How To Pick The Right Batting Cage For Your Backyard - A Buyer's Guide [Updated 2021]There are so many considerations for gear when it comes to baseball. You have to find the right glove, test different types of baseballs, try on different styles of cleats, and choose the perfect bat. These are all crucial elements contributing to the development and performance of any player. But what about batting cages? It may seem far-fetched to think about putting a huge batting cage in your backyard, but rest assured there are many options out there that are perfect for any size yard.
|Image||Batting Cage||Size||Netting||Cost||Overall Quality||Overall Rating||Additional Notes|
|Fortress Trapezoid Batting Cage||35', 55' & 70'||#32 Grade||Best Value Backyard Batting Cage|
|Heater Sports PowerAlley Batting Cage||22'||1" Polyethylene||Best Youth Batting Cage|
|Fortress Ultimate Batting Cage||22', 35', 55' & 70'||#42 Grade||Great Value Batting Cage|
|Batco Folding Batting Cage||54' & 72'||#42 Braided Nylon||Great Quality Batting Cage, But Very Expensive|
|Cimarron Standalone Batting Cage||30', 40', 50', 55', 60' & 70'||#24 Twisted Poly Netting||Great Value Backyard Batting Cage|
|Kapler Backyard Batting Cage||22'||?||Best Budget Backyard Batting Cage|
|Galileo Portable Batting Cage Backstop||11.5'||?||Best Value Portable Backstop|
|Cimarron the "Rookie" Complete Batting Cage||30', 40', 50', 55', 60' & 70'||#24 Twisted Poly Netting||All Around Great Value Backyard Batting Cage|
|Skywalker Competitive Batting Cage||40'||UV Treated||Best Movable Full-Size Batting Cage|
|Cimarron Complete/ Permanent Batting Cage||30', 40', 50', 55', 60' & 70'||#24||Highest Quality Backyard Batting Vage|
How Big Should Your Home Batting Cage Be?
This is probably the greatest concern when you start to look at batting cages for home use. There are many different sizes, styles, and materials to consider when choosing the right one for your home. Let’s start by looking at the elements that go into the design of a batting cage.
How to Pick The Right Size Batting Cage
When deciding on which size batting cage to buy, it’s important to consider what stage of player development the batter is at. Professional baseball players will require a longer, wider, and taller cage, while amateur players often won’t have as demanding of requirements and can effectively practice with a smaller cage. Here’s a quick overview of batting cage specifications:
Batting Cage Length
- Rule of thumb when it comes to cage length is 70-feet for the majority of players, though cage lengths can range from as little as 20-feet to as long as 80-feet. A 70-foot cage length will provide optimal room between the batter and the pitcher (or pitching machine). It leaves them enough space to perform while remaining close to regulation mound-to-plate distance. It also allows pitching machines, pitching mounds, balls, batters boxes, and other primary equipment to fit with ease. When considering age, youth players may find 50-feet to be adequate, while college and pro-level players are better off with 80-foot long cages.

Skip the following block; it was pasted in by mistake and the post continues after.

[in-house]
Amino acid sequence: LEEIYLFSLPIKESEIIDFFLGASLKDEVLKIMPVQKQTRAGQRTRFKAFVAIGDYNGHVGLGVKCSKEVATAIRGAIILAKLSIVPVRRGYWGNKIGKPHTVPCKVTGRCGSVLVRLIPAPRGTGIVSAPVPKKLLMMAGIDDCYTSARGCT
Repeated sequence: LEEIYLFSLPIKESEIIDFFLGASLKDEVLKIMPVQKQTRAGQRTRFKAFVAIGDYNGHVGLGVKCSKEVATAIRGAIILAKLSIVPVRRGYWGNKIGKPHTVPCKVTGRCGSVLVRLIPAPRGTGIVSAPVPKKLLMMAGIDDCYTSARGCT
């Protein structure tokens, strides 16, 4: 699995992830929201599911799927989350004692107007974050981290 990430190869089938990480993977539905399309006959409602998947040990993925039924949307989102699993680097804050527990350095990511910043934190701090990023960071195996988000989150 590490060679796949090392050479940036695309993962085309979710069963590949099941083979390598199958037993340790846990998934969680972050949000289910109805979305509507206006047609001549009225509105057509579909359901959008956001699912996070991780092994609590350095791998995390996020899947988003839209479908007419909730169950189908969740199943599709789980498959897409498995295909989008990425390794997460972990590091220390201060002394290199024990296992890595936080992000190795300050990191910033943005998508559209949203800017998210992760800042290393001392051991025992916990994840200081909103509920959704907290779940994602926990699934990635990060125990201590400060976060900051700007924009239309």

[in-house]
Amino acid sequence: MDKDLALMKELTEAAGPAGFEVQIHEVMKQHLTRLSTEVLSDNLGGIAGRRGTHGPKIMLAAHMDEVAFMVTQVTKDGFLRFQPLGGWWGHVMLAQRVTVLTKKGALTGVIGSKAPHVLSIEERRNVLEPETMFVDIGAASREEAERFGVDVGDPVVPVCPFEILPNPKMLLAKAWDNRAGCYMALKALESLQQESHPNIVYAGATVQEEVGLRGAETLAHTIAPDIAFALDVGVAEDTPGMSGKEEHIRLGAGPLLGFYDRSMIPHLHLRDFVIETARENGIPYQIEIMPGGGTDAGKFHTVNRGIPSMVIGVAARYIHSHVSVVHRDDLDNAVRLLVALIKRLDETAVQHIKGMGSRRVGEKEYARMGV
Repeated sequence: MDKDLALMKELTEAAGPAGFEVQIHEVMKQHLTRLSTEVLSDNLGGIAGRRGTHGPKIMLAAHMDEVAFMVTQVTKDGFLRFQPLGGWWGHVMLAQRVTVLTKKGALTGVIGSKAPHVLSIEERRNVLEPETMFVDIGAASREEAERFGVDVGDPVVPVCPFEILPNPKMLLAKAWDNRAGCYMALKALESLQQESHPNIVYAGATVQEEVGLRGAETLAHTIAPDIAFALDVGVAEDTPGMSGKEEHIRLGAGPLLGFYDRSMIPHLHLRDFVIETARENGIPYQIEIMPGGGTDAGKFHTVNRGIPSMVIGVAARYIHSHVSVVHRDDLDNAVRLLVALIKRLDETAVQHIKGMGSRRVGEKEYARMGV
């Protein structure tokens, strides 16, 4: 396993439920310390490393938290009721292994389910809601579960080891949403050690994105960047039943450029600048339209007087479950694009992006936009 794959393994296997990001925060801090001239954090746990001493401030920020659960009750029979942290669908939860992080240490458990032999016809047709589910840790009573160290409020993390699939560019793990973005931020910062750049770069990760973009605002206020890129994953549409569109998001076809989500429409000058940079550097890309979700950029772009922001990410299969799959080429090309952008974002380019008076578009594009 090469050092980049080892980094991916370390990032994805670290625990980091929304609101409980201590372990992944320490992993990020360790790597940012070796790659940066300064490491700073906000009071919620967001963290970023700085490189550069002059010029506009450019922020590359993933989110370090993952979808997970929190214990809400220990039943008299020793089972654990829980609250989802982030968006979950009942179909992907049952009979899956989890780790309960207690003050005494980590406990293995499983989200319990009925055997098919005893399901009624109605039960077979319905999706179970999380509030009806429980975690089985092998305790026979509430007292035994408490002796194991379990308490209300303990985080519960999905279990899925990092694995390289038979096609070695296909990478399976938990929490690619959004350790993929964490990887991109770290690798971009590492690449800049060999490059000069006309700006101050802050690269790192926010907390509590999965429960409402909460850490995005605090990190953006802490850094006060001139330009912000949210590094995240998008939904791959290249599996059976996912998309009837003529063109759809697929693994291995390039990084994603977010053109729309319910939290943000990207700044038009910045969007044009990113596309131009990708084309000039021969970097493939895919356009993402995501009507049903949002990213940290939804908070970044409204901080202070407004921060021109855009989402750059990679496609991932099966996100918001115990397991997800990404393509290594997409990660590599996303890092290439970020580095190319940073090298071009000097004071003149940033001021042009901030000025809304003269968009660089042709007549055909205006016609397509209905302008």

Batting Cage Width
- Width is also an important specification to consider when comparing your options. The standard width for most batting cages is 12 to 14 feet. 12-foot wide tunnels are better suited for younger, shorter players who are under 6-feet in height. For the majority of players, a 14-foot-wide tunnel will be comfortable. Keep in mind that tunnel width may vary depending on a player’s wingspan and the length of bat used.
Batting Cage Height
- The average batting cage will be 12-feet in height. Taller batting cages will allow for optimal room to better analyze the ball velocity of hits, but it may not be by any significant margin. Another important element to consider when choosing cage height is the overflow netting. You’ll typically want around a foot of netting to sag on the ground to contain balls as they are flying around the cage. In many situations, an 8-foot cage height will suffice. Just like width, this depends on the player’s level of development as well as their wingspan. It’s important to remember that the smaller the batting cage is, the quicker the netting will wear out due to the decreased distance between batter-ball impact and the net itself.
Batting Cage Tunnels: Short vs. Long
It may seem sensical to think that the longer a batting cage’s tunnel is, the better, but this is not always true. The age, size, and level of development of a player are all contributing factors when determining the right tunnel length, and there are advantages to using both sizes:
- The primary advantage with short tunnels is the space it occupies. Shorter tunnels will take up less space, as they aren’t as long. This is a great option if you don’t have much room to spare or if you don’t want to take up a lot of room. The other benefit is cost efficiency. Short tunnels are always more inexpensive when compared to long tunnels, so if you’re on a budget, a shorter tunnel may be a good solution.
- Long tunnels may seem overwhelming from the start, but they are certainly the better option. Younger players who are still developing will grow into the added length and it will pay off in the future. The extra length will also provide ample room for equipment storage, as mentioned earlier in this article. Lastly, bigger tunnels will allow better assessment of ball flight tracking, meaning you can better analyze the quality of the batter’s hits. If space isn’t an issue, it is recommended that you choose a long tunnel with 70-feet in length.
Other Things to Consider When Purchasing a Batting Cage